Reviewing some draft course materials about the evaluation of e-learning innovations, I was reminded of a rather nice piece of evaluation research which caused quite a stir when it was published in 2009. The nice thing about it is that it's very simple, yet perfectly illustrates the importance of not taking evaluation data at face value and looking at what's going on beneath the surface.
The experiment was very simple. A university psychology class was divided into two; half went to a regular lecture, and half were given an audio podcast of the same lecture. A week later they took a test on the lecture content - and guess what happened? The students who'd had the podcast scored significantly higher.
Cue headlines in the educational press and blogosphere, along the lines of "iTunesU better than the real thing!", and delight for the proponents of new technology (such as here, here, and here). But there was something puzzling about the result. As any lecturer who has tried producing audio teaching materials knows all too well, the average lecture makes a pretty poor podcast: stripped of the motivation and engagement factors which come from physical presence at a live lecture, the soundtrack on its own tends to be dull and slow - unless the lecturer is a truly stellar performer, which most are not. So how was it that the students who had the lecture podcast did better in the test?
The answer of course lies in the use which students made of the podcast (which was only reported by some of the commentators, such as here and here). Most of these students took notes, and took really good notes, some of them listening to the podcast several times to make sure they'd understood everything. That they scored highly is not surprising! Those students who DIDN'T take notes from the podcast - one listened to it while working out at the gym - got rubbish scores. So the real finding turns out to be, not that a podcast is better than a live lecture, but that taking notes is better than not taking notes - and a podcast can be one way of helping students take good notes.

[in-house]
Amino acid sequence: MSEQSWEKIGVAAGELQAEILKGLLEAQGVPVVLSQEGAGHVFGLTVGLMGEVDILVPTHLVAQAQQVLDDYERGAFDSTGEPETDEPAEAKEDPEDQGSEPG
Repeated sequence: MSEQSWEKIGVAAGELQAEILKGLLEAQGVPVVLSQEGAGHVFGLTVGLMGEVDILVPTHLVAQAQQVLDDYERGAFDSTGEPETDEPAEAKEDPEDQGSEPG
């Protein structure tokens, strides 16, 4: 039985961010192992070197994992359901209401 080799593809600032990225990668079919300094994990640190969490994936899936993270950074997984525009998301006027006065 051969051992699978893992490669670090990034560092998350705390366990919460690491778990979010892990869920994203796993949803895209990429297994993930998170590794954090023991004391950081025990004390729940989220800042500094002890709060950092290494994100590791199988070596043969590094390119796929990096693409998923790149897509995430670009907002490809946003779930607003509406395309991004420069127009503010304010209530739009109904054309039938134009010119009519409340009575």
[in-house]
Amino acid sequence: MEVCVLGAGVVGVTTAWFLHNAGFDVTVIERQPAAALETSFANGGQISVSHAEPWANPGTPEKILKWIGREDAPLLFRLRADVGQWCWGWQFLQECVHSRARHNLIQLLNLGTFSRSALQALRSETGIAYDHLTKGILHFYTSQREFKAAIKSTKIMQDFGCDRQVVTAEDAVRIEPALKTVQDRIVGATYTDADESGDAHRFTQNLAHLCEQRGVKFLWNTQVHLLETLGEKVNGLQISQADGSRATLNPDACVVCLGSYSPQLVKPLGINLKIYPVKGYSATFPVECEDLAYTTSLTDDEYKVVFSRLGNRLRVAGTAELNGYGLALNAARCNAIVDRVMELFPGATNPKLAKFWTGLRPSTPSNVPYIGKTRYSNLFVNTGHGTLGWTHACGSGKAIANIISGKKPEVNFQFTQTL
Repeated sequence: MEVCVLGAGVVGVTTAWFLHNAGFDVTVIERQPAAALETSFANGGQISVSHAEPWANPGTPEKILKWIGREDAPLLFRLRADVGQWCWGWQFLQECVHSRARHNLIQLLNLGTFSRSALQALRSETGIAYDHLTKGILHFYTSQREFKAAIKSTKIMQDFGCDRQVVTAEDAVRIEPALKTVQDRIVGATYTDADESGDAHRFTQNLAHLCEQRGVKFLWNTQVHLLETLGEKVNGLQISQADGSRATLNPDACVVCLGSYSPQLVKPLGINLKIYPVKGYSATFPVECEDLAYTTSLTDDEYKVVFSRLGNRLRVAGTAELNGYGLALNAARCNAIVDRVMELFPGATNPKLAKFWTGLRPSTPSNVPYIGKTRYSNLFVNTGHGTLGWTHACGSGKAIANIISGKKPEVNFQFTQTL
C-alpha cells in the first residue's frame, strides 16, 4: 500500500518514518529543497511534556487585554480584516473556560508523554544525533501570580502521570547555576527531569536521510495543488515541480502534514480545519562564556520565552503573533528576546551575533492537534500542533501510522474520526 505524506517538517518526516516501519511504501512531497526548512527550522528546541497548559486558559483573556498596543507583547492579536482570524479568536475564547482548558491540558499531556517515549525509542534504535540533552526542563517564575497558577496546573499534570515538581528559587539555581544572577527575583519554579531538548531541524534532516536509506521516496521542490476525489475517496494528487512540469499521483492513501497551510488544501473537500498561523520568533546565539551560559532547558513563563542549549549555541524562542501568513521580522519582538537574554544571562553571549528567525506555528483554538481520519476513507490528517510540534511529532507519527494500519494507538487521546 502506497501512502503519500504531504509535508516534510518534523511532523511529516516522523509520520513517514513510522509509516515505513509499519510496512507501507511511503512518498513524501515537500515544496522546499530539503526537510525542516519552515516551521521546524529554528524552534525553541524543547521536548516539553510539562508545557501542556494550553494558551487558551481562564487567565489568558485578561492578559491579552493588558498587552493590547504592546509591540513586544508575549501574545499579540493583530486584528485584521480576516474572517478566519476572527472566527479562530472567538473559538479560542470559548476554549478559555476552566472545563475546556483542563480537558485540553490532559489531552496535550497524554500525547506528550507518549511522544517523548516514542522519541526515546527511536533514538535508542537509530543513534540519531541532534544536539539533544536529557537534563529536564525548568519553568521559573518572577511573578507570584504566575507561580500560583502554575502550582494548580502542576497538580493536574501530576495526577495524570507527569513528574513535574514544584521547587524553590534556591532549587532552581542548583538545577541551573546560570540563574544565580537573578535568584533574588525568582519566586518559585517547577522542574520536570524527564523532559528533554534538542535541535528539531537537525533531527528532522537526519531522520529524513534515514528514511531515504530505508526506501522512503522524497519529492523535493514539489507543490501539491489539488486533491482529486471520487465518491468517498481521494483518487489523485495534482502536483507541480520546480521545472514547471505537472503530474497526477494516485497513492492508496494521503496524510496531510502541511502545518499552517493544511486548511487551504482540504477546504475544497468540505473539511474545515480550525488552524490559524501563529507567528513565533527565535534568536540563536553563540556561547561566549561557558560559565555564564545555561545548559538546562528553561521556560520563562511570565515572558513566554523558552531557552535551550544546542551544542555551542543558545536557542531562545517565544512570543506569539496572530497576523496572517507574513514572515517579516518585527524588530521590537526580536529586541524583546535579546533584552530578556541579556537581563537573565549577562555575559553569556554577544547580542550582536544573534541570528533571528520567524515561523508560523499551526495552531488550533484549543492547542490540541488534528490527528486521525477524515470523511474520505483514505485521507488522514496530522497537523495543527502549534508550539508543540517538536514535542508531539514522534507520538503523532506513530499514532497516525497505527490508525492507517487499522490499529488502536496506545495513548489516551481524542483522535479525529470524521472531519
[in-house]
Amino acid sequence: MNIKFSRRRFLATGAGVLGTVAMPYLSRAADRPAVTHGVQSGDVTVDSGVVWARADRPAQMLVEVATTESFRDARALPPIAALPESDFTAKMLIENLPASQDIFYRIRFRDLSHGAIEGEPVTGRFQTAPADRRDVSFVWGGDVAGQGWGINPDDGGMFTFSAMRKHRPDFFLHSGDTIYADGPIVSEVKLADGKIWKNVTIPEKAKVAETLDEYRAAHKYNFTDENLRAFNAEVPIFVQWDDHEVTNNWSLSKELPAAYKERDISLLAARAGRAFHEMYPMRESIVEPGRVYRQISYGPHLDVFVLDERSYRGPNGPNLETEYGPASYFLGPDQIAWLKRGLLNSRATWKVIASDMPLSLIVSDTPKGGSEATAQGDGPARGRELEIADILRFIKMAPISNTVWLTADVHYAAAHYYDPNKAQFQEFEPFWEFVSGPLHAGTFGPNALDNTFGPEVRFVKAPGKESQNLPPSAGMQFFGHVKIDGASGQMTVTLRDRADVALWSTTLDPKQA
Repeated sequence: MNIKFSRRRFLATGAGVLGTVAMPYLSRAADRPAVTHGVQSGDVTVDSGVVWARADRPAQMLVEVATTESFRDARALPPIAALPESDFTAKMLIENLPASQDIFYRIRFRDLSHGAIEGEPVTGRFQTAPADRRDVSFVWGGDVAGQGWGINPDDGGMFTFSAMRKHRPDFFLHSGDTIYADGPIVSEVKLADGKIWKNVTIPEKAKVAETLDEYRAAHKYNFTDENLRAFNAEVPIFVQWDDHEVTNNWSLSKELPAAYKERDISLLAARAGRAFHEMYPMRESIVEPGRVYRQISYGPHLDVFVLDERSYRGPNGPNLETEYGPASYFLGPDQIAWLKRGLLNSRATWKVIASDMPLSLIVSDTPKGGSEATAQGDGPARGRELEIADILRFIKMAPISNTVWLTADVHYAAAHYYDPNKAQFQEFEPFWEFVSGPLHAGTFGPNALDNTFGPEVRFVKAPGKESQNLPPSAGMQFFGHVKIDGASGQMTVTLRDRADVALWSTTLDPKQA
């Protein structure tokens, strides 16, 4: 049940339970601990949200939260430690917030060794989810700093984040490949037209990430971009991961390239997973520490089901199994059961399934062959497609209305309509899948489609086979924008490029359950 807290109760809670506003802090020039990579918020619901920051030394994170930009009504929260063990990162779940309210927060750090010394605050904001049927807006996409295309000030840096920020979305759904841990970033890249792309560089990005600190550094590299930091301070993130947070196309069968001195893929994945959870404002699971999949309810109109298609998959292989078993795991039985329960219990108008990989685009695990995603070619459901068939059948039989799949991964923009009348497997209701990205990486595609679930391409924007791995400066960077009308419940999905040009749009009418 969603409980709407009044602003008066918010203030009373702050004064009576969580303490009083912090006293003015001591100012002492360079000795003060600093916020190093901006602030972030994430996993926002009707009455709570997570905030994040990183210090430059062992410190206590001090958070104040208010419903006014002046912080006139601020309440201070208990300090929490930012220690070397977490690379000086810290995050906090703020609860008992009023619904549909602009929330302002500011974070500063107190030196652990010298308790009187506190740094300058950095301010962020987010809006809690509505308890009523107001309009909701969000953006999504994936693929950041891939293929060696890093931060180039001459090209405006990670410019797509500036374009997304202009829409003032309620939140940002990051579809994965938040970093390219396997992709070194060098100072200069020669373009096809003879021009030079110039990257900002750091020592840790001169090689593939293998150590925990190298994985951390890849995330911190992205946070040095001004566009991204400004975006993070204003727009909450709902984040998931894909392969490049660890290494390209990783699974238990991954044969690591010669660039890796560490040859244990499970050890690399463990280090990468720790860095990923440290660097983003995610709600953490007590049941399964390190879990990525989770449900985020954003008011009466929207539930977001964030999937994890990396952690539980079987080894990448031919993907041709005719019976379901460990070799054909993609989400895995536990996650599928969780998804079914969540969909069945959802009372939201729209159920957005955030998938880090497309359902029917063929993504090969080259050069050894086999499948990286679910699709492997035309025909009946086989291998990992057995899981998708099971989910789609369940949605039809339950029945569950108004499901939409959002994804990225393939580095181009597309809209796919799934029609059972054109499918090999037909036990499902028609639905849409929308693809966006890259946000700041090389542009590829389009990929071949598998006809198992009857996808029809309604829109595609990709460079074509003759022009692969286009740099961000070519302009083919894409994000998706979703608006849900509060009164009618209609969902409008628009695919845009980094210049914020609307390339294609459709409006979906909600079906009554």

There are two lessons I see I this in story. The first is that evaluation of learning technology needs to get down to the level of student activity, because it's there, in what students do or don't do, that changes need to occur for there to be benefit. The second is that when we introduce new learning technologies, we need also to work on students' understanding of how to use them. There's a cultural norm that you take notes in university lectures, but there's no such common understanding in the case of podcasts. In fact, the cultural norm is rather then other way, a podcast being something you listen to while doing something else, such as working out at the gym. The associations of the technology encourage students to assume that they will learn the information simply by listening to it.
The malignant way in which information technology supports a view of education as the transmission of information is something on which I'm intending to blog in a future post.
Dan McKinney, Jennifer L. Dyck and Elise S. Luber, "iTunes University and the classroom: Can podcasts replace Professors?", Computers and Education, 52 (2009), 617-623
Hannah Fearn, "Coming to a screen near you", Times Higher Education Supplement, 11 June 2009, p 38